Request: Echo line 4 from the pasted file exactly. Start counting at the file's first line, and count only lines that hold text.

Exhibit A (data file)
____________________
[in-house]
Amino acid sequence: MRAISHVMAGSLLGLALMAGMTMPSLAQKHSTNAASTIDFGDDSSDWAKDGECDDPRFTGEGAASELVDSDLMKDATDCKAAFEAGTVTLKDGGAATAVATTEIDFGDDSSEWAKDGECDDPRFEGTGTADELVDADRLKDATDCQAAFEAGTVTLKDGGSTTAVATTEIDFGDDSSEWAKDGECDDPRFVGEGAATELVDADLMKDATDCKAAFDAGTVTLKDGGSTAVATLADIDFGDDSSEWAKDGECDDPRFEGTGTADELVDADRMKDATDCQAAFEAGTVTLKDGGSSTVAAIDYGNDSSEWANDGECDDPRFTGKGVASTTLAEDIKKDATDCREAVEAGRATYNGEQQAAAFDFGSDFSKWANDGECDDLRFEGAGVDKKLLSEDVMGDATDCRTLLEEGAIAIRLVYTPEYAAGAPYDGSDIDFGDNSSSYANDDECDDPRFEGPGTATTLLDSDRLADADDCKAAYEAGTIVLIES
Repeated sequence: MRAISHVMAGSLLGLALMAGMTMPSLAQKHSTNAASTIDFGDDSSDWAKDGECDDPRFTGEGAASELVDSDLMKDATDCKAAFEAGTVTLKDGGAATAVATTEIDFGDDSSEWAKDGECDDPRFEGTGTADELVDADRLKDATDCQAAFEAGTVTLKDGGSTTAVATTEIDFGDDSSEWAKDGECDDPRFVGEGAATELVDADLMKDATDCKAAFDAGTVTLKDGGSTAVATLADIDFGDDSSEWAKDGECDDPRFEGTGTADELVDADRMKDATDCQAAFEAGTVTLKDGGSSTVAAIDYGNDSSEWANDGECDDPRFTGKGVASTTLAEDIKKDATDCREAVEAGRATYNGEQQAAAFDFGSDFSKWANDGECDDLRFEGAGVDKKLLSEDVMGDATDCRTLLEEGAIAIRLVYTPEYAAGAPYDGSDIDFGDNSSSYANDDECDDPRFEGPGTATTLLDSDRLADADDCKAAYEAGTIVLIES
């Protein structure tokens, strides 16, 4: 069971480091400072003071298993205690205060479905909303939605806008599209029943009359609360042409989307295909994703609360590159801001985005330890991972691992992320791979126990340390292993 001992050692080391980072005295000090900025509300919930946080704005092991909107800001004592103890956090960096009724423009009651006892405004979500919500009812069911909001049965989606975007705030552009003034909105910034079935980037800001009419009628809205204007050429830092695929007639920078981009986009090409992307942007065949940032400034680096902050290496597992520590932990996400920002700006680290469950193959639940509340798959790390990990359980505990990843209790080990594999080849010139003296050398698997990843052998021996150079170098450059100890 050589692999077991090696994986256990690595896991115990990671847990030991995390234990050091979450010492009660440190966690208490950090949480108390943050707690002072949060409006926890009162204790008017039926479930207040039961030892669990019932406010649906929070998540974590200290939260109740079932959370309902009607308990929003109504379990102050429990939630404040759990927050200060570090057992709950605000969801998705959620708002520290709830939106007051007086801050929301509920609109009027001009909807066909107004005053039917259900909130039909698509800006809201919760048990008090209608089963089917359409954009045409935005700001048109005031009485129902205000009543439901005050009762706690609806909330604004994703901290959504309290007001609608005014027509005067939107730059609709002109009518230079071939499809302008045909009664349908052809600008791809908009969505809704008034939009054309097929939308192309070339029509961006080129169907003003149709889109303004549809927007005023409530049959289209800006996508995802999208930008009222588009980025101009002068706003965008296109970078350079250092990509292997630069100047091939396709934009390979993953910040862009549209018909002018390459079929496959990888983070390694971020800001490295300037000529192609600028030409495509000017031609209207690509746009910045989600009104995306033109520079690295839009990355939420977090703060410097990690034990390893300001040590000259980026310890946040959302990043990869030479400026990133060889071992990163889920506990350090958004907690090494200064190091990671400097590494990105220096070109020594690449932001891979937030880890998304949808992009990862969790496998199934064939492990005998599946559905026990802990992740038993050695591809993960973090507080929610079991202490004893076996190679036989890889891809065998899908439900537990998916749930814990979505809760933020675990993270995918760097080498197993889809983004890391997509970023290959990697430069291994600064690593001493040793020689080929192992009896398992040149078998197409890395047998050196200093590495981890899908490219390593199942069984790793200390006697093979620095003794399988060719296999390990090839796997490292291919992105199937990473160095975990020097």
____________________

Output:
């Protein structure tokens, strides 16, 4: 069971480091400072003071298993205690205060479905909303939605806008599209029943009359609360042409989307295909994703609360590159801001985005330890991972691992992320791979126990340390292993 001992050692080391980072005295000090900025509300919930946080704005092991909107800001004592103890956090960096009724423009009651006892405004979500919500009812069911909001049965989606975007705030552009003034909105910034079935980037800001009419009628809205204007050429830092695929007639920078981009986009090409992307942007065949940032400034680096902050290496597992520590932990996400920002700006680290469950193959639940509340798959790390990990359980505990990843209790080990594999080849010139003296050398698997990843052998021996150079170098450059100890 050589692999077991090696994986256990690595896991115990990671847990030991995390234990050091979450010492009660440190966690208490950090949480108390943050707690002072949060409006926890009162204790008017039926479930207040039961030892669990019932406010649906929070998540974590200290939260109740079932959370309902009607308990929003109504379990102050429990939630404040759990927050200060570090057992709950605000969801998705959620708002520290709830939106007051007086801050929301509920609109009027001009909807066909107004005053039917259900909130039909698509800006809201919760048990008090209608089963089917359409954009045409935005700001048109005031009485129902205000009543439901005050009762706690609806909330604004994703901290959504309290007001609608005014027509005067939107730059609709002109009518230079071939499809302008045909009664349908052809600008791809908009969505809704008034939009054309097929939308192309070339029509961006080129169907003003149709889109303004549809927007005023409530049959289209800006996508995802999208930008009222588009980025101009002068706003965008296109970078350079250092990509292997630069100047091939396709934009390979993953910040862009549209018909002018390459079929496959990888983070390694971020800001490295300037000529192609600028030409495509000017031609209207690509746009910045989600009104995306033109520079690295839009990355939420977090703060410097990690034990390893300001040590000259980026310890946040959302990043990869030479400026990133060889071992990163889920506990350090958004907690090494200064190091990671400097590494990105220096070109020594690449932001891979937030880890998304949808992009990862969790496998199934064939492990005998599946559905026990802990992740038993050695591809993960973090507080929610079991202490004893076996190679036989890889891809065998899908439900537990998916749930814990979505809760933020675990993270995918760097080498197993889809983004890391997509970023290959990697430069291994600064690593001493040793020689080929192992009896398992040149078998197409890395047998050196200093590495981890899908490219390593199942069984790793200390006697093979620095003794399988060719296999390990090839796997490292291919992105199937990473160095975990020097």